I, Daniel Blake. 2016. Great Britain. Directed by Ken Loach. 100 min.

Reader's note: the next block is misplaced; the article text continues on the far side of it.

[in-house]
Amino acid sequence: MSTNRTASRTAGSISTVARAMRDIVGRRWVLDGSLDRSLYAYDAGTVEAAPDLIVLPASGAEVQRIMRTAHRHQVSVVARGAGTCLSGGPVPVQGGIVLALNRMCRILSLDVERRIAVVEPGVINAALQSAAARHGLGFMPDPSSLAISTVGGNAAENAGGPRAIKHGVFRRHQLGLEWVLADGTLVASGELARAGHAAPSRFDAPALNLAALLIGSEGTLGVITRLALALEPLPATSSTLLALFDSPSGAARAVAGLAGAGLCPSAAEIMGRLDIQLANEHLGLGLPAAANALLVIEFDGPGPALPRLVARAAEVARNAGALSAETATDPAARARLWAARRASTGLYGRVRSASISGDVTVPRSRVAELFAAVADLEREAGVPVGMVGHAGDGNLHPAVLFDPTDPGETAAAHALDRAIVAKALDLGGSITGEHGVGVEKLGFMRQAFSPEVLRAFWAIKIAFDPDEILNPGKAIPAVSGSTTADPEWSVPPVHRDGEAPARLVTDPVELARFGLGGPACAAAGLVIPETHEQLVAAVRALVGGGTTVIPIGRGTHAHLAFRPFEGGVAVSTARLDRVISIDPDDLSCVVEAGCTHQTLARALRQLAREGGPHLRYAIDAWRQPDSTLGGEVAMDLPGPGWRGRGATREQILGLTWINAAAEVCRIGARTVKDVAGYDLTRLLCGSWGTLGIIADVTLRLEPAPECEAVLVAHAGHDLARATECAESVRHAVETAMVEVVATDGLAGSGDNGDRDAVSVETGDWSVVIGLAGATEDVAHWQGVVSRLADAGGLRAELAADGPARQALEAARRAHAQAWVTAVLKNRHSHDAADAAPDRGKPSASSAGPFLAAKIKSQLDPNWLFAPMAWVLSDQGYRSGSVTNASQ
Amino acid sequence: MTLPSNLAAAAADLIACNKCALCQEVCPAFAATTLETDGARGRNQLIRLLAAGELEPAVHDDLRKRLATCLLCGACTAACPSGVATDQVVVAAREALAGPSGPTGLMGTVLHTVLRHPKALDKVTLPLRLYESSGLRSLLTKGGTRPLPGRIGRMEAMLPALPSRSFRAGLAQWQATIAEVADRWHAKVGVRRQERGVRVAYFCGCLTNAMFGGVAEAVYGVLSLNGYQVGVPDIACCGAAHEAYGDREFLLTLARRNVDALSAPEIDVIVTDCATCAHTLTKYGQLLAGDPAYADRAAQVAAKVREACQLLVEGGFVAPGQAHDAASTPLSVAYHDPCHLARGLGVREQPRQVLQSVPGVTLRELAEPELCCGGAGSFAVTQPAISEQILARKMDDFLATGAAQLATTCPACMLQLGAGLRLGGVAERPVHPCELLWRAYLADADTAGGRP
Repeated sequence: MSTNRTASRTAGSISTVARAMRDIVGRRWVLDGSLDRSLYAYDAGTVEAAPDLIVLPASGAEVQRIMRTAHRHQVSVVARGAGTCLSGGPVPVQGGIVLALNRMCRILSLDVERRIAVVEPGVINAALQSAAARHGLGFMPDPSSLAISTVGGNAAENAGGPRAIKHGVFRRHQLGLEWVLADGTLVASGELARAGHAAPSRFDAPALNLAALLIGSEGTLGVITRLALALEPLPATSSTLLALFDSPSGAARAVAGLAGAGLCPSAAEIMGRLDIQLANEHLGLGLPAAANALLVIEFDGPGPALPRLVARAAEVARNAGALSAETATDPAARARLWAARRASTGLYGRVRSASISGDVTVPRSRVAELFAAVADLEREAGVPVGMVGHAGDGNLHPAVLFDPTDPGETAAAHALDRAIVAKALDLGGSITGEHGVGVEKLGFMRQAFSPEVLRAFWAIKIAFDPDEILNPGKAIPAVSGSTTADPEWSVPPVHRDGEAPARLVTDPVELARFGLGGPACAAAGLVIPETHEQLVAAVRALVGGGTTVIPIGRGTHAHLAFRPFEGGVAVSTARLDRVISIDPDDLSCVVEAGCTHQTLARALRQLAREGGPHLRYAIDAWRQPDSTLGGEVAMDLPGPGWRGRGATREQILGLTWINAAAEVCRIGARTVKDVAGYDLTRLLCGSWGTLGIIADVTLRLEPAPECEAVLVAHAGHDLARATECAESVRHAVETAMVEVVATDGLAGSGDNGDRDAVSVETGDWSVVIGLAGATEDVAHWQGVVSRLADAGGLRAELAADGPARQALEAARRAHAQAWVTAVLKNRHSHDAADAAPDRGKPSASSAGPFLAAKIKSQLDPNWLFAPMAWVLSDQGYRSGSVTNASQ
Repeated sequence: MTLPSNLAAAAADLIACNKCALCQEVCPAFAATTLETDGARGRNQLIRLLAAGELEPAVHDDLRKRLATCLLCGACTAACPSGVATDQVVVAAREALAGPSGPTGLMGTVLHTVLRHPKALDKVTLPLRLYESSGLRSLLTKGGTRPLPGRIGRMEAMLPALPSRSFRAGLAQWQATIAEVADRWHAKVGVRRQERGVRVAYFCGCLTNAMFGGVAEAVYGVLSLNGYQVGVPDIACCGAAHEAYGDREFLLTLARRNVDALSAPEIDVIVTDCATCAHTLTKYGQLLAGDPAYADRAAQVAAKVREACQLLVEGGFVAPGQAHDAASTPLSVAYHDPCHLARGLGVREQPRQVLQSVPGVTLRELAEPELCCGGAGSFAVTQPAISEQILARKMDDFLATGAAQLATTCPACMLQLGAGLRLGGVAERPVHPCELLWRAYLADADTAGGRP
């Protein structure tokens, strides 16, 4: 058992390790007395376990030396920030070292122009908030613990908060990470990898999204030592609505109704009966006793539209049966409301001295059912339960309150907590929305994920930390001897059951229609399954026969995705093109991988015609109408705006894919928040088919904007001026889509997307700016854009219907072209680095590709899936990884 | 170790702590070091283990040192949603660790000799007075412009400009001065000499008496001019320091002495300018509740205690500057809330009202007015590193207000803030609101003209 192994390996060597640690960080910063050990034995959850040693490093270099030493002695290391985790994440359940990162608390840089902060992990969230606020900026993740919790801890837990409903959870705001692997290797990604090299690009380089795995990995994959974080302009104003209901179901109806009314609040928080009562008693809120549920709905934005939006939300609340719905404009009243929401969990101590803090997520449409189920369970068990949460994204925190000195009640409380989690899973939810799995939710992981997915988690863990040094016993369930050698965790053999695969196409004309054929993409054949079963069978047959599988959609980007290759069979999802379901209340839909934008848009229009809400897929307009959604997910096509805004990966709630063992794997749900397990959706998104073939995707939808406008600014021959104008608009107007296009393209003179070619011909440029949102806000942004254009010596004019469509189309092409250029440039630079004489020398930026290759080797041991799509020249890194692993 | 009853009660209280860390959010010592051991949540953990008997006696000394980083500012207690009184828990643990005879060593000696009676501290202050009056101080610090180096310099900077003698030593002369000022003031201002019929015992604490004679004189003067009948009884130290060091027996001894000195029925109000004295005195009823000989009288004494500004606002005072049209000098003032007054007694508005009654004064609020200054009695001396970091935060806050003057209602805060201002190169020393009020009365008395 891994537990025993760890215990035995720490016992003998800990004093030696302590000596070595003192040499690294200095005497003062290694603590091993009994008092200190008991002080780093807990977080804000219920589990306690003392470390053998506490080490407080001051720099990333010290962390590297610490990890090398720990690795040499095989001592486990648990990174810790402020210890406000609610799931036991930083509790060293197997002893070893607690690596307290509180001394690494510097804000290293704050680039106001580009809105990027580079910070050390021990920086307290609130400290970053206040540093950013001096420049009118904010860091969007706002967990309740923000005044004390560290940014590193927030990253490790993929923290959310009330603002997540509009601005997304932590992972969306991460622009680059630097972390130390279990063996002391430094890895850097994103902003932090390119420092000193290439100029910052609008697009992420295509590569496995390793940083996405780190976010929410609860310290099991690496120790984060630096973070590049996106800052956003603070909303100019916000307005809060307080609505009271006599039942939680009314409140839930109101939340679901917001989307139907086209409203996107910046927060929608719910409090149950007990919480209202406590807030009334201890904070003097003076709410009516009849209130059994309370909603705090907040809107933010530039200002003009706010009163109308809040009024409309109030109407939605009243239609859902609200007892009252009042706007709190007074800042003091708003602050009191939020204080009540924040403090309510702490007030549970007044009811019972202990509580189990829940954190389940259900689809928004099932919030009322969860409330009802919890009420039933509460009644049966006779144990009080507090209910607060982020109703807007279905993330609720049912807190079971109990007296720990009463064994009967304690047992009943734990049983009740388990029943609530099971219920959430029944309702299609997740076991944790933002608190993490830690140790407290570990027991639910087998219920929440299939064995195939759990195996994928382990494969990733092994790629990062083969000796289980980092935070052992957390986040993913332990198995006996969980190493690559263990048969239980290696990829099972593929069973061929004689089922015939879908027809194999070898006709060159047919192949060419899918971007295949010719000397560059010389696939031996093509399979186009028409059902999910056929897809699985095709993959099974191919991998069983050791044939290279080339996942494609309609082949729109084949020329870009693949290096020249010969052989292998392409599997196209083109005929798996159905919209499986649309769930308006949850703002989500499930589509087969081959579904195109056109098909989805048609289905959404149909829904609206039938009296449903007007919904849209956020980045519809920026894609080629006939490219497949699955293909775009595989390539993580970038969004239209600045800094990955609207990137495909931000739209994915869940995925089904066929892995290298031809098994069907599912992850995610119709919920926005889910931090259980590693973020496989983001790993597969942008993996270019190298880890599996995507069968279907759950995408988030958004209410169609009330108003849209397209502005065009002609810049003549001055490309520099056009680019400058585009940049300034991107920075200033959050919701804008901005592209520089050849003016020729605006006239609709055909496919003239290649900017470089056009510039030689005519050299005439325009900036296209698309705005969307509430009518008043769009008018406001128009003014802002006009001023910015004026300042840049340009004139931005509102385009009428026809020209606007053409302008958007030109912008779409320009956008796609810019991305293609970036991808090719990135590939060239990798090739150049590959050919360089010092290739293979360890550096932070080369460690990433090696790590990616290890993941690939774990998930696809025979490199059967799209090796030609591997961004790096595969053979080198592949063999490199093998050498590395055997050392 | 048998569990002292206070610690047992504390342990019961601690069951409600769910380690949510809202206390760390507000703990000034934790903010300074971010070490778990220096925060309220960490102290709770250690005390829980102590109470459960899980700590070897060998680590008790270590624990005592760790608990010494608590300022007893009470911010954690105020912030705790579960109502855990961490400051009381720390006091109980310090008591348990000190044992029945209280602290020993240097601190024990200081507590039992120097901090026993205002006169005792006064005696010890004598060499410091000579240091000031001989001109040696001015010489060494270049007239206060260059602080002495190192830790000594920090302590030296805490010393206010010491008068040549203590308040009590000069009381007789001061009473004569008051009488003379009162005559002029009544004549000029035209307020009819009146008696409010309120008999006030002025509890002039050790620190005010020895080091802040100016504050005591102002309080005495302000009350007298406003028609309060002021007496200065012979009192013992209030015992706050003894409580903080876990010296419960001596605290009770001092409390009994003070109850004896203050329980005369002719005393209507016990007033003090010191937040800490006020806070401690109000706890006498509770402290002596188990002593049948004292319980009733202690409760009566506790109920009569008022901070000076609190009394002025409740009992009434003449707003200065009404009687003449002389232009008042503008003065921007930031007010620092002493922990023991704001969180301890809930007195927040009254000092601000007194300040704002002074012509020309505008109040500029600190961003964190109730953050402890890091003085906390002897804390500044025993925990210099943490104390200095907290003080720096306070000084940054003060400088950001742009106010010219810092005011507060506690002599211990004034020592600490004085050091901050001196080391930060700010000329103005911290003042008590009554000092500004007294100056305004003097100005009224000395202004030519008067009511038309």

Ken Loach’s Palme D’Or winner follows a widowed carpenter’s Kafkaesque journey through the benefits system following a heart attack that has left him unable to work. Based on extensive research conducted by screenwriter and Loach collaborator Paul Laverty, the film captures protagonist Daniel Blake’s anger and bemusement at finding his disability application denied. Over subsequent visits to the local Newcastle Job Centre, Blake’s attempts to follow the byzantine rules only lead to humiliation and gradual devastation. He forms a friendship with a single mother, Katie, and her two children, who also struggle to get by. Loach captures startling moments of desperation and compassion within the unlikely family unit, with the immediacy and warmth of modern-day neorealism. While aptly topical in the year of Brexit—Labour Party’s Jeremy Corbin reportedly called for incoming Prime Minister Theresa May to watch the film—*I, Daniel Blake*’s exceptional message is a beleaguered person’s plea for dignity is not at the expense of his neighbor. We would do well to bring some of that sentiment into 2017. Courtesy of IFC Films.